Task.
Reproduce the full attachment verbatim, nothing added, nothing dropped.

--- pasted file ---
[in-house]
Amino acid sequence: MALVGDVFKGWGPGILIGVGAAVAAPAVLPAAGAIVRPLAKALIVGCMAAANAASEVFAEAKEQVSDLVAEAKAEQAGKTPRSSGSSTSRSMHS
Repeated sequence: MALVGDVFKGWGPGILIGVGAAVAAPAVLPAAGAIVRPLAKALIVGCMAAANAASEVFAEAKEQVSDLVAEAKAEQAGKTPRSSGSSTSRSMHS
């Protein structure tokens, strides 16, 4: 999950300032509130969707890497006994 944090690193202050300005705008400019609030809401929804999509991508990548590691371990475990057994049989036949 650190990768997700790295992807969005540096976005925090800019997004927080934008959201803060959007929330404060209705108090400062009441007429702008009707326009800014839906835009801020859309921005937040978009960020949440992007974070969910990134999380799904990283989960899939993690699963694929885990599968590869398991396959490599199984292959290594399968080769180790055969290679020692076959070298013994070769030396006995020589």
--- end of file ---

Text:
[in-house]
Amino acid sequence: MALVGDVFKGWGPGILIGVGAAVAAPAVLPAAGAIVRPLAKALIVGCMAAANAASEVFAEAKEQVSDLVAEAKAEQAGKTPRSSGSSTSRSMHS
Repeated sequence: MALVGDVFKGWGPGILIGVGAAVAAPAVLPAAGAIVRPLAKALIVGCMAAANAASEVFAEAKEQVSDLVAEAKAEQAGKTPRSSGSSTSRSMHS
């Protein structure tokens, strides 16, 4: 999950300032509130969707890497006994 944090690193202050300005705008400019609030809401929804999509991508990548590691371990475990057994049989036949 650190990768997700790295992807969005540096976005925090800019997004927080934008959201803060959007929330404060209705108090400062009441007429702008009707326009800014839906835009801020859309921005937040978009960020949440992007974070969910990134999380799904990283989960899939993690699963694929885990599968590869398991396959490599199984292959290594399968080769180790055969290679020692076959070298013994070769030396006995020589």